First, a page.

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NASA’s Ingenuity Mission honored by Space Foundation – NASA’s Mars Exploration Program



Ingenuity Flight Six Navcam Image: This sequence of images – taken on 22 May 2021 by the navigation camera aboard NASA’s Ingenuity Mars Helicopter – shows the last 29 seconds of the rotor’s sixth flight. Credits: NASA / JPL-Caltech. Download video ›

The mission picked up the John L. “Jack”

; Swigert, Jr., 2021 Space Research Award for his 2021 history-producing achievements.


The team behind NASA’s Ingenuity Mars Helicopter has been named the 2021 winner by John L. “Jack” Swigert, Jr. Award for Space Exploration from the Space Foundation.

The foundation’s goal is “Advocating for Innovation. Better life on earth. The annual award recognizes extraordinary achievements from a company, a space company or a consortium of organizations in space exploration and discovery. It honors the memory of astronaut John L. “Jack” Swigert, Jr., command module pilot for the Apollo 13 mission. During Apollo 13’s April 1970 voyage to the moon, an oxygen tank broke and put the crew in danger. It was a time of loud drama and great anxiety as people across the globe watched NASA work against the clock and against the odds of returning the crew safely to Earth.

The Ingenuity Mars Helicopter team at NASA’s Jet Propulsion Laboratory in Southern California faced many challenges on its way to achieving humanity’s first powered, controlled flight on another planet. The helicopter’s first test flight was full of unknowns. The red planet has an extremely thin atmosphere with only 1% pressure on the surface compared to our planet, while at the same time being home to significant gravity – a third of the Earth. On April 19, 2021, Ingenuity climbed to its prescribed maximum altitude of 3 meters and maintained a steady glide for 30 seconds before falling down again and becoming the first ever rotorcraft to fly on another planet.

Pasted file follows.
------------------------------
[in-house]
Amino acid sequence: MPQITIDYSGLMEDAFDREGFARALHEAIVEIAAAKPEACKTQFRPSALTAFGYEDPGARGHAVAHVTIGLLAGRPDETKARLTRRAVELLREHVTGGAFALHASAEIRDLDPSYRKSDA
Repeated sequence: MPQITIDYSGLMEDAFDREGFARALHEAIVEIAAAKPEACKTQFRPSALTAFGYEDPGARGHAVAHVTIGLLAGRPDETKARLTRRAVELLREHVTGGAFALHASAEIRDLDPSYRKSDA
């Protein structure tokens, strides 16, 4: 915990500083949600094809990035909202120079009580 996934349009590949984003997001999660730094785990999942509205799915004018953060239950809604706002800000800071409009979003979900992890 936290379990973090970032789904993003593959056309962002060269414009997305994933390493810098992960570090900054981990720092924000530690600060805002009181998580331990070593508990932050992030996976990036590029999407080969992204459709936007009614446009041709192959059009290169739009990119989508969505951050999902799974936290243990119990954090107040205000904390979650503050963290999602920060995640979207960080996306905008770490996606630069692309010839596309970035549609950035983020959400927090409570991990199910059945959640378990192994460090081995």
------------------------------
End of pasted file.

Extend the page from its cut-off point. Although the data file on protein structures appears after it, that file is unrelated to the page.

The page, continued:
Since then, the Mars Helicopter has flown a total of seven times and transitioned from being a technology demonstration to an operations demonstration designed to explore how antenna scouting and other features can benefit future explorations of Mars and other worlds.

The Space Foundation Award will be presented on August 23 during the opening ceremony of the 36th Space Springs Symposium.

Recent Swigert Award winners include the InSight-Mars Cube One joint project teams, the Dawn mission and the Cassini mission.

News Media contact

DC Agle
Jet Propulsion Laboratory, Pasadena, California.
818-393-9011
agle@jpl.nasa.gov


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